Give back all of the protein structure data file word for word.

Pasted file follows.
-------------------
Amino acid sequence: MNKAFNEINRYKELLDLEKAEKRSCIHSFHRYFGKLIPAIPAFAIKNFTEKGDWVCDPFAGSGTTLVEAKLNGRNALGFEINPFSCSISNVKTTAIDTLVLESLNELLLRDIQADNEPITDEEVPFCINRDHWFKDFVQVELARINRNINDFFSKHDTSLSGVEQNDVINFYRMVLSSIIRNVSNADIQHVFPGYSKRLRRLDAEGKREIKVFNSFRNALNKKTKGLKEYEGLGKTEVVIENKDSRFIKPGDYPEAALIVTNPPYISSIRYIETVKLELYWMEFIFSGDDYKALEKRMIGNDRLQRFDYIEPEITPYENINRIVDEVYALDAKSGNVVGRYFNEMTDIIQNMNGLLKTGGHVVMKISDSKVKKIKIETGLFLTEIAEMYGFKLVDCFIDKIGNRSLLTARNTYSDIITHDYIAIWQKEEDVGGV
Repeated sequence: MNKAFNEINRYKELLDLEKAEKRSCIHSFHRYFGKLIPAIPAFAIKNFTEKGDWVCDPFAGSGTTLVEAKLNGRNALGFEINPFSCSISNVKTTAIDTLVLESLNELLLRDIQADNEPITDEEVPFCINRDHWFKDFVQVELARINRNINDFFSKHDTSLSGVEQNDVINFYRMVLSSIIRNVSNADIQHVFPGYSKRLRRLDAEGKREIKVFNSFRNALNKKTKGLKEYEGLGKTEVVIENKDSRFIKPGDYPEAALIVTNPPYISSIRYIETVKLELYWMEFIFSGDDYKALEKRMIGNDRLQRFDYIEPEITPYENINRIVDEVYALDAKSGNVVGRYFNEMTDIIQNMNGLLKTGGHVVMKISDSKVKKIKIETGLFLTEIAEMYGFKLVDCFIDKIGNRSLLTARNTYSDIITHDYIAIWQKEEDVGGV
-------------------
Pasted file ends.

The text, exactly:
Amino acid sequence: MNKAFNEINRYKELLDLEKAEKRSCIHSFHRYFGKLIPAIPAFAIKNFTEKGDWVCDPFAGSGTTLVEAKLNGRNALGFEINPFSCSISNVKTTAIDTLVLESLNELLLRDIQADNEPITDEEVPFCINRDHWFKDFVQVELARINRNINDFFSKHDTSLSGVEQNDVINFYRMVLSSIIRNVSNADIQHVFPGYSKRLRRLDAEGKREIKVFNSFRNALNKKTKGLKEYEGLGKTEVVIENKDSRFIKPGDYPEAALIVTNPPYISSIRYIETVKLELYWMEFIFSGDDYKALEKRMIGNDRLQRFDYIEPEITPYENINRIVDEVYALDAKSGNVVGRYFNEMTDIIQNMNGLLKTGGHVVMKISDSKVKKIKIETGLFLTEIAEMYGFKLVDCFIDKIGNRSLLTARNTYSDIITHDYIAIWQKEEDVGGV
Repeated sequence: MNKAFNEINRYKELLDLEKAEKRSCIHSFHRYFGKLIPAIPAFAIKNFTEKGDWVCDPFAGSGTTLVEAKLNGRNALGFEINPFSCSISNVKTTAIDTLVLESLNELLLRDIQADNEPITDEEVPFCINRDHWFKDFVQVELARINRNINDFFSKHDTSLSGVEQNDVINFYRMVLSSIIRNVSNADIQHVFPGYSKRLRRLDAEGKREIKVFNSFRNALNKKTKGLKEYEGLGKTEVVIENKDSRFIKPGDYPEAALIVTNPPYISSIRYIETVKLELYWMEFIFSGDDYKALEKRMIGNDRLQRFDYIEPEITPYENINRIVDEVYALDAKSGNVVGRYFNEMTDIIQNMNGLLKTGGHVVMKISDSKVKKIKIETGLFLTEIAEMYGFKLVDCFIDKIGNRSLLTARNTYSDIITHDYIAIWQKEEDVGGV